Wednesday, 19 January 2011

Cornerstone Action Pushes for Repeal of NH "Gay Marriage" Law

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Opponents of New Hampshire's same-sex marriage law will try to get the 2009 statute repealed this year, despite learning that the issue is not on the agenda set by the leaders of the Republican-dominated House of Representatives. The House leadership will focus efforts this year on the state budget, education funding, pension reform, parental rights and the economy, Majority Leader D.J. Bettencourt said in announcing the priorities for the new legislative session.

Repeal of the same-sex marriage law "is not on the agenda," he commented at the State House news conference.

Cornerstone Action, the conservative organization that led the effort to defeat the bill two years ago, is not giving up the effort, however. House rules require all bills to be reported and voted on and the repeal effort will come up with or without the support of the House leaders, Kevin Smith, Cornerstone's executive director said.

"If it's not taken up at some point and not made a priority, it's going to disgruntle a lot of conservatives," Smith told WMUR-TV in Manchester. "It's not the only issue, but it's an important issue." In Monday's "Legislative Update" e-mail, Cornerstone Action reported that the group has been "inundated with emails from concerned supporters" over the news that the repeal effort is not on the Republican agenda. "Many of you indicated that one of [the] reasons you returned a conservative majority to the Statehouse was to see that gay marriage, which was implemented by an over-reaching liberal legislature and signed by a Governor who went back on his word, would be repealed and that marriage would be returned to its original definition," the e-mail said. The repeal effort should have the support of the party leadership, it said, "especially since it is a prominent part of the NH Republican Platform."

Last November, New Hampshire Republicans captured every state office but that of governor, taking back control of the both houses of the Legislature, where Democratic majorities had held sway the previous four years. The GOP holds a nearly three-to-one advantage in the 400-member House and a 19-5 majority in the Senate — more than enough in both houses to pass a repeal over a likely veto by Democratic Governor John Lynch, who signed the bill redefining marriage. In 2007, Lynch had signed a civil union bill that extended legal rights to same-sex couples without defining such unions as marriage. "I do not support gay marriage and New Hampshire law today prohibits gay marriage," he said at the time. In April of 2009, Lynch endorsed the traditional concept of marriage. "I think the word marriage is reserved for a marriage between a man and a woman and I think the real issues really are rights and protections for gay and lesbian couples."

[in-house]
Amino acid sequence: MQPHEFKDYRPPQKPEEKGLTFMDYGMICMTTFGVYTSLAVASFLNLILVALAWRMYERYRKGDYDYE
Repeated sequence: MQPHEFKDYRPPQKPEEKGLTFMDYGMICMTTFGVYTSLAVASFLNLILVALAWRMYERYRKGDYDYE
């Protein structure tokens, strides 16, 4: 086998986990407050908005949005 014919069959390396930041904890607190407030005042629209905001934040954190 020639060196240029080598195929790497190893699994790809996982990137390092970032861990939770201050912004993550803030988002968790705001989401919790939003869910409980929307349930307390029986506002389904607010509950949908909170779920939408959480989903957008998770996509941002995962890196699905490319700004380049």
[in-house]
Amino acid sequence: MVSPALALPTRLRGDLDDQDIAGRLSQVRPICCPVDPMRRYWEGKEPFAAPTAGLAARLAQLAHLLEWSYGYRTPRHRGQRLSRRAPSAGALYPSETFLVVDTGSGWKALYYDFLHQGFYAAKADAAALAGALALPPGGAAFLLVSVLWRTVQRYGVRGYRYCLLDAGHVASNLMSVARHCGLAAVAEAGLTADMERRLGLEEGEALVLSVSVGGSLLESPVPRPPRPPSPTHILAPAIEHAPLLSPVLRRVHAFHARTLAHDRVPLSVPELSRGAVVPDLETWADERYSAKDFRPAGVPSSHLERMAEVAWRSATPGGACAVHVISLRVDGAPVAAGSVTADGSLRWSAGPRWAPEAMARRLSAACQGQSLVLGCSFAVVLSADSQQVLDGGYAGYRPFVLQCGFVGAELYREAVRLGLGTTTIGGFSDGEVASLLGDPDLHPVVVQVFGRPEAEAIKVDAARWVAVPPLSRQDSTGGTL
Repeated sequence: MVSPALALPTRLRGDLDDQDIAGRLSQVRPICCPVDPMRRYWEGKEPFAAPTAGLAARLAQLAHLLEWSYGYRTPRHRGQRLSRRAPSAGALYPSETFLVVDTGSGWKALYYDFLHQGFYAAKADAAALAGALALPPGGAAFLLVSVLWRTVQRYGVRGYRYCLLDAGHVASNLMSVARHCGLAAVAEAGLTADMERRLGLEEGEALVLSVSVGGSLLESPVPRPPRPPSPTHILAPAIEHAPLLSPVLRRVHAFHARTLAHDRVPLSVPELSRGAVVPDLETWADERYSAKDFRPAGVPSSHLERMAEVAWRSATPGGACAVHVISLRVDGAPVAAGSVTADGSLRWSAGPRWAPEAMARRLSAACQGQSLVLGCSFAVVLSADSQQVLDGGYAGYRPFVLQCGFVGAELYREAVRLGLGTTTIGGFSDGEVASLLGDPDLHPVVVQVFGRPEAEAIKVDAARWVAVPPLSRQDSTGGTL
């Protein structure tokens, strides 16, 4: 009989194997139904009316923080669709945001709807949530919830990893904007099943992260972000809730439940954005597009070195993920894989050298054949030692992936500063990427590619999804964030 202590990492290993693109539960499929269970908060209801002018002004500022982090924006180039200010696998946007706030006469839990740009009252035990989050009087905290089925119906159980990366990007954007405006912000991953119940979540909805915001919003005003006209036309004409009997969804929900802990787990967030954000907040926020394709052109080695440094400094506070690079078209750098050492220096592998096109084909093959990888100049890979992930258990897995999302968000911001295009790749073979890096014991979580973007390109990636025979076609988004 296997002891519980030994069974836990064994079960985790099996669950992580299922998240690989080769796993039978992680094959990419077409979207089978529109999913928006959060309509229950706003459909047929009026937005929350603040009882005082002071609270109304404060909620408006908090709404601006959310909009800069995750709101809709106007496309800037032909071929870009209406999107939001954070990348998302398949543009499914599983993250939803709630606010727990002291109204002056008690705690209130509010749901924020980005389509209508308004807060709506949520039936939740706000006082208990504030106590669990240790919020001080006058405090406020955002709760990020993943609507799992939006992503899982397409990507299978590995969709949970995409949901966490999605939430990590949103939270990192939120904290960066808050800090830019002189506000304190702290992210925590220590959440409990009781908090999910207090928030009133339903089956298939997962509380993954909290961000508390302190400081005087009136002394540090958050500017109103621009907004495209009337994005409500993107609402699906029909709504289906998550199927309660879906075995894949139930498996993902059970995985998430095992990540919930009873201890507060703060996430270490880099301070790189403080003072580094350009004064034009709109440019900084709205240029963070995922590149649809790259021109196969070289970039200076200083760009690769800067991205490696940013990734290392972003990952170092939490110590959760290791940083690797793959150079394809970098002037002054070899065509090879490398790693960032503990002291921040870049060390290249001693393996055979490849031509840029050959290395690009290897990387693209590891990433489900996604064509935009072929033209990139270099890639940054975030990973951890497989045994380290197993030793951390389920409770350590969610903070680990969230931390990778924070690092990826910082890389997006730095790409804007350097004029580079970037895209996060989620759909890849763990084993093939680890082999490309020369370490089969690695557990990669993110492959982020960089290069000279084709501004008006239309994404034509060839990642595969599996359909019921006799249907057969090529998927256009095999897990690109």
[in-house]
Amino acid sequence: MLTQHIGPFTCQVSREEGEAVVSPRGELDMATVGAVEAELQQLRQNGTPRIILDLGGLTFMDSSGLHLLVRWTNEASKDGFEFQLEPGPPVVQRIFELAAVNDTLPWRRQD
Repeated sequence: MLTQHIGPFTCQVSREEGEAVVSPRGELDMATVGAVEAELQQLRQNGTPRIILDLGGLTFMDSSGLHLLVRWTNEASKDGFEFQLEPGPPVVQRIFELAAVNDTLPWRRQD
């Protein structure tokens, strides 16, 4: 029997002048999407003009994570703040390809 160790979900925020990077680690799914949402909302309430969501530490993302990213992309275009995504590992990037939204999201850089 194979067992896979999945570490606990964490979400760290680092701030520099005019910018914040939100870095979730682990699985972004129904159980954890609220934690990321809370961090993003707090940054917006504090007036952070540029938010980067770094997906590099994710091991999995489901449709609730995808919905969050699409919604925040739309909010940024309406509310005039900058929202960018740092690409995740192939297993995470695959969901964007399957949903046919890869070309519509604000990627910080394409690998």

But the following month the Legislature passed the marriage bill and the governor signed the "Equal Access to Marriage Act" into law.

Lynch survived the Republican tidal wave in November, winning an unprecedented fourth consecutive term, though by a smaller margin than in his previous victories. He prevailed against a Republican challenger who supports repeal of the "gay marriage" law and won despite a "Lynch Lied" ad campaign early last year by the National Organization for Marriage, which denounced the governor for his reversal on the issue.

New Hampshire is one of four New England states with laws providing for same-sex marriage, and the only one in which the Legislature took up the matter on its own initiative. In Vermont, Massachusetts, and Connecticut, legislative action followed court rulings that amending marriage laws to include same-sex couples was a constitutional requirement. The only other state that permits same-sex marriage is Iowa, where the state's Supreme Court ruled that a law limiting marriage to opposite-sex couples was an unconstitutional denial of equal rights.

The Legislature in Maine also passed a same-sex marriage law in 2009, but voters that fall repealed it by referendum. An effort by repeal advocates in New Hampshire to amend the state's constitution to define marriage as between one man and one woman failed to garner enough votes last year to put the measure before the voters. Same-sex marriage has been defeated by voters in all 31 states where voters have decided the issue by referendum.

The leadership's decision to stay at arm's length from the emotionally charged issue is also a reflection of the state's fiscal condition. New Hampshire faces a projected deficit of anywhere from $600 to $800 million and the state's pension system is only 58 percent funded. The lawmakers will have their hands full dealing with those problems as well as the always challenging school funding issue. The leadership has included in its priorities as a "parental rights" measure, however, a bill to require parental notification when a minor seeks an abortion.

Meanwhile, Rep. David Bates, a Windham Republican and sponsor of one of two bills to repeal same-sex marriage, is not discouraged by the leaders' agenda. "Leadership simply announced their top priorities," he told the Associated Press. "There was no suggestion they're against this or we're divided."

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